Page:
April 2, 2008 / 7:34 PM / 11 years ago

House panel backs bill giving FDA tobacco power

WASHINGTON (Reuters) - A House of Representatives committee on Wednesday passed a bill for the first time that would give the Food and Drug Administration broad authority to regulate tobacco.

Denise Gaizo, a smoker for 20 years, smokes outside her home in New York September 21, 2004. REUTERS/Shannon Stapleton

Funded exclusively by millions of dollars of user-fees levied on the industry, the bill would give power to the FDA over cigarettes and other forms of tobacco, an idea backed by public health groups, some tobacco companies and many Democrats.

Supporters cited the grim public health toll of smoking, which is the biggest preventable cause of death in the United States, responsible for 400,000 deaths and $100 billion in health care costs annually.

“It’s hard to believe that the FDA regulates toothpaste but not cigarettes,” New Jersey Democrat Frank Pallone said in backing the bill. “This will force companies to substantiate claims” about the risks of cigarettes, he said.

The bill passed the House Energy and Commerce committee in a 38-12 vote and would authorize the FDA to police cigarette labeling, restrict sales, prohibit flavored cigarettes and recall tobacco products seen as unreasonably harmful.

The FDA would also have to approve all new cigarettes and other tobacco products, and set standards for so-called reduced-risk products. The agency would not be empowered to ban cigarettes or require nicotine levels of zero under the bill.

Total fees to fund the new activities would be ramped up from $85 million in the first year to $712 million in the tenth year and beyond. The fees would be assessed based on market share per product for each tobacco company.

The bill’s most vocal proponent from industry has been the nation’s largest cigarette maker, Philip Morris, a unit of Altria Group Inc. The legislation has recently won support from a host of smaller tobacco companies and retailers.

After a decade of failed efforts in the House, backers said the tide has turned with most of the public opposed to smoking, and lawmakers less tied to tobacco interests.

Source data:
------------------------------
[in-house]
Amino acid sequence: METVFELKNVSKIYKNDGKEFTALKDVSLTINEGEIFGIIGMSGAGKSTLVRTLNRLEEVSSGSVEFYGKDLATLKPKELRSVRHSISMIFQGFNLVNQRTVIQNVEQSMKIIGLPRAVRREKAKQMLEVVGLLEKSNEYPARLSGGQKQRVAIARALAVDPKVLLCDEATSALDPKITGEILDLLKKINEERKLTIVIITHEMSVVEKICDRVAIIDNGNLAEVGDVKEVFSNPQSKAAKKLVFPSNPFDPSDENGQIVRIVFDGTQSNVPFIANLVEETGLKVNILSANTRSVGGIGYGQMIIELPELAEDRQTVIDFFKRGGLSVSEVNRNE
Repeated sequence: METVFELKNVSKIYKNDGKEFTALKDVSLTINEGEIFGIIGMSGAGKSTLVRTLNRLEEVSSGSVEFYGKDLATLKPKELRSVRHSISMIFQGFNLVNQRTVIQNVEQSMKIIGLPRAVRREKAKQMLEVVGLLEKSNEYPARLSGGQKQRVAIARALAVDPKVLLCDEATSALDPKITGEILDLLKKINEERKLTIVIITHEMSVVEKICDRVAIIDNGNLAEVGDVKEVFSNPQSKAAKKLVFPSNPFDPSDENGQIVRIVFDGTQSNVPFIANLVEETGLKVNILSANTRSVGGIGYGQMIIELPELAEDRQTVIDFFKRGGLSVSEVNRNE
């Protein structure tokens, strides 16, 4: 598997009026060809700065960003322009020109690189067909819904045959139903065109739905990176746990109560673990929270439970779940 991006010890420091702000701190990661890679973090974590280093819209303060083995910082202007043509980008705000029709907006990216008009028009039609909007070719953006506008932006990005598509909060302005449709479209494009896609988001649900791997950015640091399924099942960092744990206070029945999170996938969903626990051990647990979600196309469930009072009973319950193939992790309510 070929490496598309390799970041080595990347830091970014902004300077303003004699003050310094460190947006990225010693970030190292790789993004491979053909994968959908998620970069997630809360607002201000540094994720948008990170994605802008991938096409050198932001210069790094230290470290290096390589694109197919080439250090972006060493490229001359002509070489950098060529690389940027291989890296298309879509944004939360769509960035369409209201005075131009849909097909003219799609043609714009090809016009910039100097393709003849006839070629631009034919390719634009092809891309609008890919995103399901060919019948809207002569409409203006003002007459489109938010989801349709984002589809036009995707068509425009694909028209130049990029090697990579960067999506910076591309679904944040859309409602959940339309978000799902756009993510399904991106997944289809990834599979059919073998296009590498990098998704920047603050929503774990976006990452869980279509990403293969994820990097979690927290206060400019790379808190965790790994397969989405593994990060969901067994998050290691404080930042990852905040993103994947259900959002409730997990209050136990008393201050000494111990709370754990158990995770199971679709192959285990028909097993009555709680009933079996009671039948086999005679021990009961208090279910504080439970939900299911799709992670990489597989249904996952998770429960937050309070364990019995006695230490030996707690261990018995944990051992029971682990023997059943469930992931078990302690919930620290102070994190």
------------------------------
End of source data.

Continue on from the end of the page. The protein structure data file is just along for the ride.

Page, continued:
“It’s a different day in Congress on tobacco,” said Gregg Haifley, director of federal relations with the Cancer Action Network. “Finally public health is winning.”

The bill is expected to pass the full House, but will face a tougher fight in the Senate where it is procedurally easier to block bills.

Last August, a Senate committee endorsed a similar bill with the support of health groups and Altria.

Since then, the bills have picked up significant bipartisan support on Capitol Hill. The House measure now has about 220 co-sponsors, while the Senate version has at least 55.

Some companies say the bill could spur industry consolidation because bigger companies would be best able to comply with it. A provision was added to the House bill requiring the Federal Trade Commission to study the impact the law would have on competition in the industry.


Some tobacco companies have opposed FDA regulation and the White House is wary of the idea.

A U.S. Health and Human Services spokesman said the Bush Administration has “significant concerns” about the bill, and is worried it would load new responsibilities on the FDA and possibly create a misconception that tobacco is safe.

FDA Commissioner Andrew von Eschenbach, a Republican appointed by President George W. Bush, has said the bill would be extremely difficult to implement.

Reynolds American Inc, maker of Camel cigarettes, staunchly opposes the bill, saying, like many Republican lawmakers, that the FDA is already stretched thin just regulating drugs and food.

Reynolds has been running advertisements in districts of lawmakers with tobacco interests.

“It’s not the FDA’s role in my opinion to be the cigarette cops on the beat,” said Rep. Joe Barton of Texas, the ranking Republican on the committee.

Barton and some other Republicans suggested that another agency, such as the Federal Trade Commission, would be a more appropriate authority.

Parts of the bill giving smaller tobacco companies more time to comply and requiring foreign tobacco products to be subject to the same rules won over some prior opponents.

“In my home district of eastern North Carolina, tobacco is more than just an agricultural product, it is a livelihood,” said Rep. G.K. Butterfield, a Democrat who now supports the bill.

Additional reporting by Kevin Drawbaugh, editing by Gerald E. McCormick and Tim Dobbyn

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